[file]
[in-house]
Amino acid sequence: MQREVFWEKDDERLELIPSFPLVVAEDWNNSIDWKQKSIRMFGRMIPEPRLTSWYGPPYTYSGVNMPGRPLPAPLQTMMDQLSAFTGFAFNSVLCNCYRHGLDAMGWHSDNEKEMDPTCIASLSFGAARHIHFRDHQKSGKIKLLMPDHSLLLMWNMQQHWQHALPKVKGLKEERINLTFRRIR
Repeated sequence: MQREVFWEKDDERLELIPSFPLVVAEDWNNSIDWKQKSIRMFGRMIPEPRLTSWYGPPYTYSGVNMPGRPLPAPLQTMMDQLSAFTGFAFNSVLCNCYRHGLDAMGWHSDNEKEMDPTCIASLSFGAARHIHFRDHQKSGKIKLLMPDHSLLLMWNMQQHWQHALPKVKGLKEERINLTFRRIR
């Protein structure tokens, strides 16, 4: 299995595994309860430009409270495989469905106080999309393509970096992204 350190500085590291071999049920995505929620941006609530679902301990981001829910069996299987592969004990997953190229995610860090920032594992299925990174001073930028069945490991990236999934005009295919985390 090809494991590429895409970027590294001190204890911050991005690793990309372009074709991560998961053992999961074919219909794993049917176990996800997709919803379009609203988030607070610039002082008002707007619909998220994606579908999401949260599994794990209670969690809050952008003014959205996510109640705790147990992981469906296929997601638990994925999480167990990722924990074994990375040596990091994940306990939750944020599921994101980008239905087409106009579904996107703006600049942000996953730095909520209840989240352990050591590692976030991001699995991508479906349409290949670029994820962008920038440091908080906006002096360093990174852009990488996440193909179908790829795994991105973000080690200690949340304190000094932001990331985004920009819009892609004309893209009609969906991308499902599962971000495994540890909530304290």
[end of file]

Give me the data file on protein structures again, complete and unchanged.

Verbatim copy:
[in-house]
Amino acid sequence: MQREVFWEKDDERLELIPSFPLVVAEDWNNSIDWKQKSIRMFGRMIPEPRLTSWYGPPYTYSGVNMPGRPLPAPLQTMMDQLSAFTGFAFNSVLCNCYRHGLDAMGWHSDNEKEMDPTCIASLSFGAARHIHFRDHQKSGKIKLLMPDHSLLLMWNMQQHWQHALPKVKGLKEERINLTFRRIR
Repeated sequence: MQREVFWEKDDERLELIPSFPLVVAEDWNNSIDWKQKSIRMFGRMIPEPRLTSWYGPPYTYSGVNMPGRPLPAPLQTMMDQLSAFTGFAFNSVLCNCYRHGLDAMGWHSDNEKEMDPTCIASLSFGAARHIHFRDHQKSGKIKLLMPDHSLLLMWNMQQHWQHALPKVKGLKEERINLTFRRIR
């Protein structure tokens, strides 16, 4: 299995595994309860430009409270495989469905106080999309393509970096992204 350190500085590291071999049920995505929620941006609530679902301990981001829910069996299987592969004990997953190229995610860090920032594992299925990174001073930028069945490991990236999934005009295919985390 090809494991590429895409970027590294001190204890911050991005690793990309372009074709991560998961053992999961074919219909794993049917176990996800997709919803379009609203988030607070610039002082008002707007619909998220994606579908999401949260599994794990209670969690809050952008003014959205996510109640705790147990992981469906296929997601638990994925999480167990990722924990074994990375040596990091994940306990939750944020599921994101980008239905087409106009579904996107703006600049942000996953730095909520209840989240352990050591590692976030991001699995991508479906349409290949670029994820962008920038440091908080906006002096360093990174852009990488996440193909179908790829795994991105973000080690200690949340304190000094932001990331985004920009819009892609004309893209009609969906991308499902599962971000495994540890909530304290």